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CLAS 320 A: Society and Status in Greece and Rome

Meeting Time: 
MTWThF 10:30am - 11:20am
Location: 
* *
SLN: 
12719
Instructor:
kamen
Deborah Kamen

Syllabus Description:

Prof. Deborah Kamen (dkamen@uw.edu) (she/her/hers)

Office hours: By appointment over Zoom

 

NOTE:

For the most part, this class will be taught ASYNCHRONOUSLY (that is, NOT live). Panopto lectures will be posted on this Canvas page, and you can watch them at your convenience. Many Fridays from 10.30-11.20am I will hold a Zoom 'Conference Hour,' which is completely optional but which you are more than welcome to attend. It's an opportunity to ask any questions you might have or just to introduce yourself to me!

 

Description:

In this course, we will be examining the public and private lives of the ancient Greeks and Romans, with a special focus on status, class, and gender. The diversity of human experience in the ancient world will be explored through the following topics: Greek and Roman social organization (men, women, children, the elderly, slaves, and freed slaves); housing; dress; food and drink; sex and sexuality; health and sickness; death and beliefs in the afterlife; magic and religion; politics; theatre and music; art and architecture; economics; law; warfare; athletics and spectator sports; etc. No prerequisites.

 

Objectives:

By the end of the course, students will demonstrate the ability to identify the practices and ideologies of Greek and Roman society; understand the range of evidence for studying Greek and Roman social and cultural history; and appreciate the diversity of human experience in the ancient world.

 

Grading:

Exam 1: 30%

Exam 2: 40%

Quizzes: 30%

All quizzes and exams are OPEN-BOOK, OPEN-NOTE. This means you can use the assigned readings, your notes on the readings, the Panopto lectures, and your notes on the lectures. However, you cannot simply copy phrases or sentences from the textbook or other readings, as that constitutes plagiarism. Also, you CANNOT consult with anyone else, use other people's notes, or use any internet resources (apart from ones found on or linked to this page) during the quizzes and exams.

Quizzes will be multiple choice and administered through Canvas; the lowest quiz grade will be dropped. 

Exams will be in the form of Word documents posted to the Canvas page; you should download the exams and re-upload them (completed) by the deadline. Exams 1 and 2 will consist of mini-essays; exam 2 will also have one longer essay question about diversity in the ancient world. Exam 1 will cover lecture material and assigned readings from the first half of the course; Exam 2 will cover the second half (though you should feel free to incorporate material from the entire course for the diversity essay).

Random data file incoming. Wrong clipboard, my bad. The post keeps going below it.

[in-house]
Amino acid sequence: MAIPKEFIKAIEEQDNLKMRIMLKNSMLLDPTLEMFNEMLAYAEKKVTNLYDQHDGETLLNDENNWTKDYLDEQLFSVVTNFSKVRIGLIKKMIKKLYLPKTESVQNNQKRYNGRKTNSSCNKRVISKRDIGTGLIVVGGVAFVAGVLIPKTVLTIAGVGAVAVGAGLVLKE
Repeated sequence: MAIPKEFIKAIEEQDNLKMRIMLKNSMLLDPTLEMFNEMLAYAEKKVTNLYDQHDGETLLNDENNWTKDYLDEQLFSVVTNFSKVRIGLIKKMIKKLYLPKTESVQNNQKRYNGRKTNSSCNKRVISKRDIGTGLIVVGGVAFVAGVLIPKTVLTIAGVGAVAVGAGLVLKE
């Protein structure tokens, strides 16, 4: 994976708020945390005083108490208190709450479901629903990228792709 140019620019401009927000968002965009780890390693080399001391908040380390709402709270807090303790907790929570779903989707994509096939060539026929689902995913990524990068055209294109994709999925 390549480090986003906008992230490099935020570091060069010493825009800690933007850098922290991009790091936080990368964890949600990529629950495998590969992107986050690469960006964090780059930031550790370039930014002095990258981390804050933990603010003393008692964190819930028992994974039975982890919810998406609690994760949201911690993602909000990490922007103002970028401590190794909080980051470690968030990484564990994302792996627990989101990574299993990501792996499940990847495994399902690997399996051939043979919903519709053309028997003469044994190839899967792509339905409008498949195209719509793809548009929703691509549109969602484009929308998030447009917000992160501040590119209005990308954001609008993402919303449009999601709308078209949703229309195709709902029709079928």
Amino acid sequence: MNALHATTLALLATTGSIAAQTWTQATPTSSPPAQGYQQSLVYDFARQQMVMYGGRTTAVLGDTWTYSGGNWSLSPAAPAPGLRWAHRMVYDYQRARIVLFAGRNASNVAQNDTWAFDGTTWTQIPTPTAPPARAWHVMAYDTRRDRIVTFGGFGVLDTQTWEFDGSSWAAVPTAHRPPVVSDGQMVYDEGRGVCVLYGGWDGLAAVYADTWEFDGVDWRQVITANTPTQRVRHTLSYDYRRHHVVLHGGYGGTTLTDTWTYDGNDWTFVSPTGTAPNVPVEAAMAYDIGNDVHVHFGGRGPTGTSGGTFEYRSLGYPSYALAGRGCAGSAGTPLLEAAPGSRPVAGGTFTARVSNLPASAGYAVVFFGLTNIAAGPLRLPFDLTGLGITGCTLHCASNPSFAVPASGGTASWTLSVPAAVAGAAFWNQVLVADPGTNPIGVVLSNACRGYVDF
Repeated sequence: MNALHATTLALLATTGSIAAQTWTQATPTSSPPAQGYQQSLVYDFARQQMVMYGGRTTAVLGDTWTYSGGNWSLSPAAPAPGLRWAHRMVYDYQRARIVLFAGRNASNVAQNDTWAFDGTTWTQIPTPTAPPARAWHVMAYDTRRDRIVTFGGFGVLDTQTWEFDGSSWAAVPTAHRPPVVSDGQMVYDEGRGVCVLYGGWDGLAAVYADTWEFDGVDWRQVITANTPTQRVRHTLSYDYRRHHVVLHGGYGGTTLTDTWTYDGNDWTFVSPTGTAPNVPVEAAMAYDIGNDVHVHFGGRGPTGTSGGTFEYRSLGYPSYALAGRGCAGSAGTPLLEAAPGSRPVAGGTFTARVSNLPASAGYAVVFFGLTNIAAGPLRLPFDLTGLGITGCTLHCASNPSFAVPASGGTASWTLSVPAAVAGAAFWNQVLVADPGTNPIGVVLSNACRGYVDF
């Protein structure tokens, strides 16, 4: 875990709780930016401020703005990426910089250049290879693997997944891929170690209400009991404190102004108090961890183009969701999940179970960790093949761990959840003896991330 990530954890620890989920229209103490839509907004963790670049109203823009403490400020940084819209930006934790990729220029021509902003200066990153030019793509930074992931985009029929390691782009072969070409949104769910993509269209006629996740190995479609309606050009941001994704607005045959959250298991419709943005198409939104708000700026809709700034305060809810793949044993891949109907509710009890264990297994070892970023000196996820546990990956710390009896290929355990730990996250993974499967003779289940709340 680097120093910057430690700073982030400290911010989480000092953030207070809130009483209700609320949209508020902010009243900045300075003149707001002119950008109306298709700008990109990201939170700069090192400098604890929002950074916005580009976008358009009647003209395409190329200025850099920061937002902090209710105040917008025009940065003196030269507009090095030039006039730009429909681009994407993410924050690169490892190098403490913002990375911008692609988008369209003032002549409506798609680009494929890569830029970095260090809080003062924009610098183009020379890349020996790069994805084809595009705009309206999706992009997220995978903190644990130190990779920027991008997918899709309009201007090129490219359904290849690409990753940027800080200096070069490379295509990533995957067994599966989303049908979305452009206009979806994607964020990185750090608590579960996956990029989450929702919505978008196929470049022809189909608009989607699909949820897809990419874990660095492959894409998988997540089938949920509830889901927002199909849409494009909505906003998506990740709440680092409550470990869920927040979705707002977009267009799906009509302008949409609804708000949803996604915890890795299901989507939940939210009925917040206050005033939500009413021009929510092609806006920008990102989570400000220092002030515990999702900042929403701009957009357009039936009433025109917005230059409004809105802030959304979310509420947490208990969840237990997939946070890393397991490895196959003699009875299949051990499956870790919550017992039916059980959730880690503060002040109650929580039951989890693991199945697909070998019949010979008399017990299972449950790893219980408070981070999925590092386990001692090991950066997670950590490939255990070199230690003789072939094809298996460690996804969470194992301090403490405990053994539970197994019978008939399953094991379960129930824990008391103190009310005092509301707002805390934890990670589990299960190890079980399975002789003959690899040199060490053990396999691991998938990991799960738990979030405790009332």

Quizzes will be made available 24 hours in advance of their due date/time. You can take a quiz anytime within that 24-hour window, but once you start the quiz, you will have only ten minutes to complete it. Exams will be made available 48 hours in advance of their due date/time, but you can take as long as you'd like (< 48 hours) to complete them.

 

Course Texts:

Required course texts: Both of these books are available FOR FREE as ebooks through UW Libraries (you just need to log in with your UW NetID).

Aldrete: Aldrete, G.S. (2004) Daily Life in the Roman City: Rome, Pompeii, and Ostia. Westport, CT.
 

Garland: Garland, R. (2014) Daily Life of the Ancient Greeks. 2nd ed. Indianapolis. 

 

Readings on the course website:

Amos/Lang: Amos, H.D. & A.G.P. Lang (1996) These Were the Greeks. Chester Springs, PA.

Matz: Matz, D. (2008) Daily Life of the Ancient Romans. Indianapolis

Fisher: Fisher, N.R.E. (2001) Slavery in Classical Greece. London.

Silver: Silver, L. (1993) Art in History. Englewood Cliffs, NJ.

Tingay/Badcock: Tingay, G.I.F. & J. Badcock (2003) These Were the Romans. London.

 

Religious Accommodations Policy:

Washington state law requires that UW develop a policy for accommodation of student absences or significant hardship due to reasons of faith or conscience, or for organized religious activities. The UW’s policy, including more information about how to request an accommodation, is available at Religious Accommodations Policy. Accommodations must be requested within the first two weeks of this course using the Religious Accommodations Request form.

 

Academic Integrity:

University of Washington students are expected to practice high standards of academic and professional honesty and integrity as outlined here: http://depts.washington.edu/grading/pdf/AcademicResponsibility.pdf. Instances of academic dishonesty (including cheating and plagiarizing) will result in being reported for academic misconduct.

 

Answers to FAQ’s:

  • I have posted a "study guide" for each class, which includes ID terms/concepts and study questions for that day's lecture. I encourage you to download these study guides and use them when you do your reading and/or watch that day’s lecture. NOTE: These study guides will come in very handy when you’re studying for quizzes and exams! Quiz questions will be based on the ID terms, and the exams’ mini-essays will be drawn directly from the study questions.
  • You are not permitted to sell or buy lecture notes.
  • You should ideally do the assigned readings before the class period for which they are assigned. My lectures will build on assigned readings, so it helps to have done the reading in advance.
  • Make-up exams will be given ONLY in the case of serious illness, family emergency, religious observance, or university-approved absences (like athletic events). If you have to miss a quiz, that will be your one dropped quiz.
  • Any student requiring special accommodations should provide me with a letter from the Disability Resources for Students Office as soon as possible.

 

Week 1:

Sept 30: Introduction

Oct 1: Historical background: Greece (Garland 7-36 [feel free to skim]) (study guide)